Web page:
Donald Trump and Hillary Clinton at NBC’s “Commander-in-Chief Forum.” (Screen shots via NBC)

On Sept. 26

, people across the country will see the first of this election season’s presidential debates—but whether any third-party candidate will be standing on that stage is still a question. This week, we were treated to a “sneak preview” of a possible Donald Trump and Hillary Clinton match, while candidates of the Green and Libertarian parties received their own share of headlines (although not for the most positive reasons). Here is a recap of some of the week’s top political news.

In the middle of the week, Clinton and Trump dominated the media circus when they appeared on NBC’s “Commander-in-Chief Forum” on Wednesday night. Truthdig Deputy Editor Kasia Anderson, who handled our live blog coverage of the event, summed up the candidates’ performance:

So, nothing too surprising out of Clinton in a careful and by-the-book (a book straight out of Washington’s innermost chambers, that is), steady showing. Those who support her will call her performance clearly worthy of the presidential seal; those who disagree with her and still don’t buy her email-scandal or Benghazi explanations are likely to come away as they went in. Kind of like the candidate herself.

Not so for Donald Trump. His tendency toward using generalizations where details were called for, plus the very bravado and sloganeering that worked in the primary debates and still lands well in stump speeches, came across as gloss-over attempts that are likely to raise additional concerns and still more questions from his adversaries, and perhaps even from his allies. He will need to bone up on his ability to articulate clear policy proposals in time for the first presidential debate later this month in order to convince voters that his boardroom experience will serve him—not to mention their best interests—in the Situation Room.

Matt Lauer, the forum’s moderator, was harshly criticized for his questions—or lack thereof. “Lauer failed to ask the necessary tough questions or follow-ups,” Jon Queally of Common Dreams wrote, “with many suggesting the forum was a lesson in how not to inform voters or put a check on those seeking high office.”

Lauer wasn’t the only one who had a tough week on screen. Gary Johnson, the Libertarian presidential nominee, stunned audiences with his answer when he was asked about Aleppo—the city at the epicenter of the Syrian conflict—on an MSNBC interview. “And what is Aleppo?” he quipped, leading critics to question whether he has the foreign-policy acumen needed to run the country.

Meanwhile, the Green Party faced ups and downs of its own. Jill Stein, the party’s presidential nominee, and running mate Ajamu Baraka spent the beginning of the week in North Dakota alongside the Standing Rock Sioux tribe. While other presidential nominees dressed their best to appear on television screens across the country, Stein and Baraka participated in protests against the Dakota Access pipeline.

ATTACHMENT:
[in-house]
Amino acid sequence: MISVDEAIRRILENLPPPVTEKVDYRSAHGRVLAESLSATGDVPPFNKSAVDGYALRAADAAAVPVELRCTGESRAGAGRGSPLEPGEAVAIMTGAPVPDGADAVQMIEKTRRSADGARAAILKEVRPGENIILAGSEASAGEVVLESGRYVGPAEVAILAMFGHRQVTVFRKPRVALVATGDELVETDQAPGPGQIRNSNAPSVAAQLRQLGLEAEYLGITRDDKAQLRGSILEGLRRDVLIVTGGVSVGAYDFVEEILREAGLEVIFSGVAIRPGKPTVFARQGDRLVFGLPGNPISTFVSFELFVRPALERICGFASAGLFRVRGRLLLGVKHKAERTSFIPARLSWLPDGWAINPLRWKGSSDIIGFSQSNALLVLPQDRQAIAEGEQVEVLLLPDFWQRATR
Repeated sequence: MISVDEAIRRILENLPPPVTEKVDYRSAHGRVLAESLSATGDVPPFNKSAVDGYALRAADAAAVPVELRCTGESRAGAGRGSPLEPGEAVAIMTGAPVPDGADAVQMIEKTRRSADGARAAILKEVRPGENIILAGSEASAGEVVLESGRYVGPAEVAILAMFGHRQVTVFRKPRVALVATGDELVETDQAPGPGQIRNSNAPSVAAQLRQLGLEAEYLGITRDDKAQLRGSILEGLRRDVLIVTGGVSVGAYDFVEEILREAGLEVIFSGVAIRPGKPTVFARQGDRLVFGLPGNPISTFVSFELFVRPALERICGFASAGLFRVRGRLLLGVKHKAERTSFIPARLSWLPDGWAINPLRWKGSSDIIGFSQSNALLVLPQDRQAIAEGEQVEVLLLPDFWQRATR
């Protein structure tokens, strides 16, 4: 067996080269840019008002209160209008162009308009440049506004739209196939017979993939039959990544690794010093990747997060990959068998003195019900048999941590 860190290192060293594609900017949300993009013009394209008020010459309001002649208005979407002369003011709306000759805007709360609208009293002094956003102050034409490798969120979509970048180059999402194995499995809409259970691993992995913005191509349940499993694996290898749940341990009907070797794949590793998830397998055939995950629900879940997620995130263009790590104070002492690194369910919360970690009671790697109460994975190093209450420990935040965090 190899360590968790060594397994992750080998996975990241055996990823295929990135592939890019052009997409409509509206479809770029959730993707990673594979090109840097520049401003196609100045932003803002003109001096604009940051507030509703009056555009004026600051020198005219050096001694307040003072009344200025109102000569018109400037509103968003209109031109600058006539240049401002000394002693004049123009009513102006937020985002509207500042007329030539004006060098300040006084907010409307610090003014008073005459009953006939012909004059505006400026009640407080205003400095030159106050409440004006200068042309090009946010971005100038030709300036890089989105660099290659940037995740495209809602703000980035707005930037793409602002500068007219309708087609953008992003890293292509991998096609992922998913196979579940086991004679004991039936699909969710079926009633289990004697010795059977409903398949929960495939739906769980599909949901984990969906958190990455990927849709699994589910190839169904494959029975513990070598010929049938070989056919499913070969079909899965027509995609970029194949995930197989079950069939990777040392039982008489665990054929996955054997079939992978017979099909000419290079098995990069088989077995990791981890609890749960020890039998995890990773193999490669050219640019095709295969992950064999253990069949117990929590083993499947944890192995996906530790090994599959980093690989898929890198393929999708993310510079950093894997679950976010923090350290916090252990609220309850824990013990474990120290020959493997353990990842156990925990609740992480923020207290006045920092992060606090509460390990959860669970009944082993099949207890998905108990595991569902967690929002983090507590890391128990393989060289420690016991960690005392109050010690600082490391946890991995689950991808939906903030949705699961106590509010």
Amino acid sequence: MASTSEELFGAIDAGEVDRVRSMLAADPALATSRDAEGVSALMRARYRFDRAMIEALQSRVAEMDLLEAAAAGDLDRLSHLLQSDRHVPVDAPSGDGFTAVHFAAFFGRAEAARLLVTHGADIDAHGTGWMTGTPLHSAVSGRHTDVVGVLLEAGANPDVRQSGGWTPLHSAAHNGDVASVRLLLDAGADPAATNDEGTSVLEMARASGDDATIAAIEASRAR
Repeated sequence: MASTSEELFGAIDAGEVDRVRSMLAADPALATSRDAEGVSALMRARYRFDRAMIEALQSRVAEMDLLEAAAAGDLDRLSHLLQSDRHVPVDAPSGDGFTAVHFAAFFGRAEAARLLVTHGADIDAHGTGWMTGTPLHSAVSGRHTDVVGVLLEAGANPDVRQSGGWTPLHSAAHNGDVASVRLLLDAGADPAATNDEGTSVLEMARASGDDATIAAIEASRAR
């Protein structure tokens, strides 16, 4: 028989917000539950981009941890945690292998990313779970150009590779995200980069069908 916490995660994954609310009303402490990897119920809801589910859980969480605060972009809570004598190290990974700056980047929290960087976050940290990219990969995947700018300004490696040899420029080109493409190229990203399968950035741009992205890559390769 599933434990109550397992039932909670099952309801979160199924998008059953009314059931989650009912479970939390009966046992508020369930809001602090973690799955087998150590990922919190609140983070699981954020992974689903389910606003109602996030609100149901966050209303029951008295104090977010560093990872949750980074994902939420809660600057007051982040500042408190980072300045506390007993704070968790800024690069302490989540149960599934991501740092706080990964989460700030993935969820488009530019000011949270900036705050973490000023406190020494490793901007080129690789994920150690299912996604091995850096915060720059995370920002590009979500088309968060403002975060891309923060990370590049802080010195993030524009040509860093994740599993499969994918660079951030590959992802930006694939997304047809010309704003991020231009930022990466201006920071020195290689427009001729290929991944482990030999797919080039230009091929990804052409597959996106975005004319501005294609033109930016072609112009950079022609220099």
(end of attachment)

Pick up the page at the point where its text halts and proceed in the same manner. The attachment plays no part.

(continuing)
They only began to make headlines when it was found that a warrant had been issued for their arrest after the two engaged in acts of vandalism by spray-painting messages of protest on construction equipment. While this may not sound like the best reason for getting in the news, mainstream media publications that have made a pattern of ignoring the Green Party candidate were suddenly highlighting Stein’s campaign.

Throughout the week’s insanity, Truthdig continued to analyze underreported aspects of the election season. Our own Bill Boyarsky shone a light on economic inequality and the struggles of the working class in a new report—a theme once championed by Bernie Sanders that has now dissipated from election dialogue. Boyarsky also joined us in our Los Angeles offices for an in-depth discussion on the presidential election. Meanwhile, Editor in Chief Robert Scheer offered a sharp critique of President Obama’s $90 million pledge to Laos, labeling the sum “chump change.”

For some politicians (and journalists), this was a week of missteps. With the presidential debates fast approaching, we want to hear from you: Which topic most needs to be addressed in the first debate?

Let us know in the poll below. We’ve provided some topics based on the news from this week, but you can also select “Other” and type in your own answer—we want to know what we’ve missed! One vote per person, please. (Make your selection and then click on “Vote.” To see results of the polling, click on “Results.”)

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Which topic most needs to be addressed in the first presidential debate?
Climate change
Income inequality
U.S. foreign policy in the Middle East
The health care system
Please Specify:
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